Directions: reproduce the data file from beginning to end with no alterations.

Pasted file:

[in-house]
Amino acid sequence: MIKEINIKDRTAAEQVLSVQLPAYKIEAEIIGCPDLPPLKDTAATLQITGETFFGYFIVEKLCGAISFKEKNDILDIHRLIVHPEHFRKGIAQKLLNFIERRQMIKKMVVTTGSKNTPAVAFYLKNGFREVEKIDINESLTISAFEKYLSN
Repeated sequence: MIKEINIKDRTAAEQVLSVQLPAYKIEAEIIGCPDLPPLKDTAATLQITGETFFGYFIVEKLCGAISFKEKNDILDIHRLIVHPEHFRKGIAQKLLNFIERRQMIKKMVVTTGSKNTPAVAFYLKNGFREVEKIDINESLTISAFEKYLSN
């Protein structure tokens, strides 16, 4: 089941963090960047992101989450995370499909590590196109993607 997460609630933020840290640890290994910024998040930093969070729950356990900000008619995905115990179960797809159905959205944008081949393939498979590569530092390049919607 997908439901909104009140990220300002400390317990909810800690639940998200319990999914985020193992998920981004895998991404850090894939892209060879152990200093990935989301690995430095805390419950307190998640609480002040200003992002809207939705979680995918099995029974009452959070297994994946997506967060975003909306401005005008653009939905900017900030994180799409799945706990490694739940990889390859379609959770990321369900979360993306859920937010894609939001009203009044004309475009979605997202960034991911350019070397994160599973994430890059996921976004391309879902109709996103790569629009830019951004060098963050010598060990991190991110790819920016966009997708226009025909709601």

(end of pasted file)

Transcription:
[in-house]
Amino acid sequence: MIKEINIKDRTAAEQVLSVQLPAYKIEAEIIGCPDLPPLKDTAATLQITGETFFGYFIVEKLCGAISFKEKNDILDIHRLIVHPEHFRKGIAQKLLNFIERRQMIKKMVVTTGSKNTPAVAFYLKNGFREVEKIDINESLTISAFEKYLSN
Repeated sequence: MIKEINIKDRTAAEQVLSVQLPAYKIEAEIIGCPDLPPLKDTAATLQITGETFFGYFIVEKLCGAISFKEKNDILDIHRLIVHPEHFRKGIAQKLLNFIERRQMIKKMVVTTGSKNTPAVAFYLKNGFREVEKIDINESLTISAFEKYLSN
């Protein structure tokens, strides 16, 4: 089941963090960047992101989450995370499909590590196109993607 997460609630933020840290640890290994910024998040930093969070729950356990900000008619995905115990179960797809159905959205944008081949393939498979590569530092390049919607 997908439901909104009140990220300002400390317990909810800690639940998200319990999914985020193992998920981004895998991404850090894939892209060879152990200093990935989301690995430095805390419950307190998640609480002040200003992002809207939705979680995918099995029974009452959070297994994946997506967060975003909306401005005008653009939905900017900030994180799409799945706990490694739940990889390859379609959770990321369900979360993306859920937010894609939001009203009044004309475009979605997202960034991911350019070397994160599973994430890059996921976004391309879902109709996103790569629009830019951004060098963050010598060990991190991110790819920016966009997708226009025909709601």